solve local issues. But they provided him with
attract the masses. However, as a politician Gandhi, in practice, sometimes
settled for less than complete non-violence. The resultant perspective on
controlled mass participation objectively fitted in with the interests and
sentiments of socially-decisive sections of the Indian people. The Gandhian
model proved acceptable to business groups as well as to the relatively better-
off or locally dominant sections of the peasantry all of whom, stood to lose
something if political struggle turned into uninhibited and violent social
revolution. In more general terms, the doctrine of ahimsa lay at the heart of
the essential unifying role assumed by Gandhi and the Gandhian Congress.
Non-Cooperation and Civil Disobedience
To Gandhi, non-cooperation with the evil-doers was the duty of the virtuous
man. It was considered by Gandhi as a mild form of agitation and it was
resorted to by him between 1921–1922. This technique had an immediate
appeal to the masses.
    Civil disobedience of the laws of the unjust and tyrannical government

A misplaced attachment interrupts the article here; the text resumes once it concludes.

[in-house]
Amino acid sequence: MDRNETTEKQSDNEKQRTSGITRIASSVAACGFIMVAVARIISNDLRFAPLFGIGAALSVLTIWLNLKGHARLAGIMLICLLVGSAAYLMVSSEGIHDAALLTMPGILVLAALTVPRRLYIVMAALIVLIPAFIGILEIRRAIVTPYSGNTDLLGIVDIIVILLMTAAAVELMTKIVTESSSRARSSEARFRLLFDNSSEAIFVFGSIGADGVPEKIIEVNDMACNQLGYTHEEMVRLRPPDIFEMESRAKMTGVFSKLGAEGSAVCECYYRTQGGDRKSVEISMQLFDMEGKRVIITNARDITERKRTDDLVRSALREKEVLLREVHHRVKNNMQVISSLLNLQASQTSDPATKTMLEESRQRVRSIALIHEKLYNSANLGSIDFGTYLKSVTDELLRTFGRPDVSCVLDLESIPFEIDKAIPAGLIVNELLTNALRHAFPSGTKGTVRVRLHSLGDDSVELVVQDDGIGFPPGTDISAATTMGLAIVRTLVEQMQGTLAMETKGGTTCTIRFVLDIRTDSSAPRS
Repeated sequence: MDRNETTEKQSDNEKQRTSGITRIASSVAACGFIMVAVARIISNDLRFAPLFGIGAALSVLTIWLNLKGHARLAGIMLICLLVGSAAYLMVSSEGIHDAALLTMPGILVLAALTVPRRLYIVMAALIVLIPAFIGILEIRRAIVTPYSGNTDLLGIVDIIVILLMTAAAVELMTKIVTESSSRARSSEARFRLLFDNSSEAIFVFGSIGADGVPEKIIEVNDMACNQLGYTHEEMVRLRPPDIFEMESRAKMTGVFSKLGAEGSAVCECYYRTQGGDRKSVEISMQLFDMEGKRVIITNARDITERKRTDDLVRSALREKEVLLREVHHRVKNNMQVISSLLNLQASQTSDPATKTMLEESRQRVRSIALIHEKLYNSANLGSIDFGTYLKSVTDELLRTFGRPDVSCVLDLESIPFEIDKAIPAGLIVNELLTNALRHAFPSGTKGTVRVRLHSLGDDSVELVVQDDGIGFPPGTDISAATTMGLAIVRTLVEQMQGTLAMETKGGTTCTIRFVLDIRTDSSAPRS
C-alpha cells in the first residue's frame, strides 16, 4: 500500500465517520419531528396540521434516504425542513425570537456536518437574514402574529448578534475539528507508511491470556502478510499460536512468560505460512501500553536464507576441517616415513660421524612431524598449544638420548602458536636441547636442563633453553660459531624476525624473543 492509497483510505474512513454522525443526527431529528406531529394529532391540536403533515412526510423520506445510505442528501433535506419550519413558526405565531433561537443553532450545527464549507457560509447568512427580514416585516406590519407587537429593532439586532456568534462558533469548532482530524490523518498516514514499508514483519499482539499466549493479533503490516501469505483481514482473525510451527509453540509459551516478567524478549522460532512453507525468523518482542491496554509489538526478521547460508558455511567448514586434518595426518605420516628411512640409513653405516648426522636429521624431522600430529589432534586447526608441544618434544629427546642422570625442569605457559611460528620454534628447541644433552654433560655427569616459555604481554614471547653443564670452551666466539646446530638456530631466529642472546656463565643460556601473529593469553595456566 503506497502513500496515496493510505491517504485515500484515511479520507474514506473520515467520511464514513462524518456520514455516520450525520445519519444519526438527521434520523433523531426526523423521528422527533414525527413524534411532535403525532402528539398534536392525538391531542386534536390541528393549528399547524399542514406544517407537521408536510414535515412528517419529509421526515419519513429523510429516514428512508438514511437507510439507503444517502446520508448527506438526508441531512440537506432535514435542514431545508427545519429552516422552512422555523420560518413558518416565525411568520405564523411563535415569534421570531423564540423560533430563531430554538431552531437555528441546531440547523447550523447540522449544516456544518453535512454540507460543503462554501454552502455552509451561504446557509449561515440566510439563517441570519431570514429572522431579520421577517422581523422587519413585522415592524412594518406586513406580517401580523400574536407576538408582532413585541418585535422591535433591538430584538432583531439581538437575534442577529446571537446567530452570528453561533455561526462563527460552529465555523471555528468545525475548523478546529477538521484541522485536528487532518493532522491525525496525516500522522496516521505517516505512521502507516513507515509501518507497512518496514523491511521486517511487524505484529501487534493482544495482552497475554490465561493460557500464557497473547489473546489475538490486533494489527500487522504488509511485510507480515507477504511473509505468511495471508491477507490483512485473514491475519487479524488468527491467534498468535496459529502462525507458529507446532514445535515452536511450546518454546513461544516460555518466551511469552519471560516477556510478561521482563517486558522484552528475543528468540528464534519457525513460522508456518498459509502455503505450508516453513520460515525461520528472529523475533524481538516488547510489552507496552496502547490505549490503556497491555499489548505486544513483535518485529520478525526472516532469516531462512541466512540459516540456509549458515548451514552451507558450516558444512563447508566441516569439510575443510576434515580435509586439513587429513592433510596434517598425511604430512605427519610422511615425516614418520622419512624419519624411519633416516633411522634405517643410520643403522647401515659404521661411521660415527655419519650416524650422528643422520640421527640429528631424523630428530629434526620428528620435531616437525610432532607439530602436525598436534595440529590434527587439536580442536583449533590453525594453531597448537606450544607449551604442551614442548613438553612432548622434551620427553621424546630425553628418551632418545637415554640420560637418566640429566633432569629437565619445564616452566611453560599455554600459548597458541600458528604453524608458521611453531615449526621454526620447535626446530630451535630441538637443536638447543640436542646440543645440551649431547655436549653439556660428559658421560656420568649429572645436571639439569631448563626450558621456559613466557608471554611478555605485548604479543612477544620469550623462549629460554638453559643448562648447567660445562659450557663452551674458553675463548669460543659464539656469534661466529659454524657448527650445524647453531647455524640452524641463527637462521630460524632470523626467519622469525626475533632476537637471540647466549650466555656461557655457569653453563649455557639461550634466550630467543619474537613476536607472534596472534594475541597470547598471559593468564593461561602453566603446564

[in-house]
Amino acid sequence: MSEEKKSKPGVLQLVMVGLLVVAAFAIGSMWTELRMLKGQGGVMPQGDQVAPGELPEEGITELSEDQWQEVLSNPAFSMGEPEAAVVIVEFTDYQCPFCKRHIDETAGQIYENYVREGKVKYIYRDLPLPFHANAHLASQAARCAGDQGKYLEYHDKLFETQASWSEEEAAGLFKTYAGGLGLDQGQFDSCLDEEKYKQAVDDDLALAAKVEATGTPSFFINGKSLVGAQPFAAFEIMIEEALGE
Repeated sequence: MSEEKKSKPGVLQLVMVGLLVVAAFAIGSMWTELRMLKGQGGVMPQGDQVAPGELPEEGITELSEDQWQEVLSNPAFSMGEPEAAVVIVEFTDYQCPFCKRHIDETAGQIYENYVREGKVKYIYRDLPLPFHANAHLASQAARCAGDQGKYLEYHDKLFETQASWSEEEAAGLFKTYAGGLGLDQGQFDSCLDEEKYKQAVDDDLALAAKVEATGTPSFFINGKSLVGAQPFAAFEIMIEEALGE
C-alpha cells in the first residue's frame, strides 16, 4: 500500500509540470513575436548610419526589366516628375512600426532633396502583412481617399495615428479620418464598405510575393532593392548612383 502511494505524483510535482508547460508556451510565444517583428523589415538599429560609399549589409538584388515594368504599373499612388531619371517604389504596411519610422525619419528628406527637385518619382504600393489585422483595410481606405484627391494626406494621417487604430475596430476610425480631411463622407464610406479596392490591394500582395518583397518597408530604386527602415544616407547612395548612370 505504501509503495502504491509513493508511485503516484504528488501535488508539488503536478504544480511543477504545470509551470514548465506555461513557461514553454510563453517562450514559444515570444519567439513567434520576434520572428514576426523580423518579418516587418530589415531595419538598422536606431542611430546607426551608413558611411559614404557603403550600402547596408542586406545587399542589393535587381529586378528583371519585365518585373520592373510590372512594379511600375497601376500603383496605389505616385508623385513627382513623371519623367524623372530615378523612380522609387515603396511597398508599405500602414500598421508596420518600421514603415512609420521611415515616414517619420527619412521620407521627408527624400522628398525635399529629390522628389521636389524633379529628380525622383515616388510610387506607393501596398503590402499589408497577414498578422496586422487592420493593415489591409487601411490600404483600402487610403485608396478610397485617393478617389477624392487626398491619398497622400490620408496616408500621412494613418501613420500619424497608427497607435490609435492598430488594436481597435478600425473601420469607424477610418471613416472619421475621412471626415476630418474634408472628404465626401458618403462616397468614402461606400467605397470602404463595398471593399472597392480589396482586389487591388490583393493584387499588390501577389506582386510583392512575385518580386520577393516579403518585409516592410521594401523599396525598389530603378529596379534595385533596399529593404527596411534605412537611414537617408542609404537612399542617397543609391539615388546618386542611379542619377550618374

was a strong and extreme form of political agitation. According to Gandhi,
this technique could be more dangerous and powerful than armed rebellion
and, hence, should be adopted only as a last resort. To the masses whose
suffering reached an extreme point in the late 1920’s, due to the worldwide
economic crisis, this technique seemed to be the only way to deal with their
Constructive Gandhian Programmes
    •   Gandhi’s Khadi programme had a real attraction for the peasants and
        the artisans.
    •   The programme of village reconstruction got him the support of rural
    •   His programme of Harijan welfare, aimed at improving the lot of the
        untouchables, naturally endeared him to the hearts of these people.
    •   His Hindu–Muslim unity programme attracted both communities.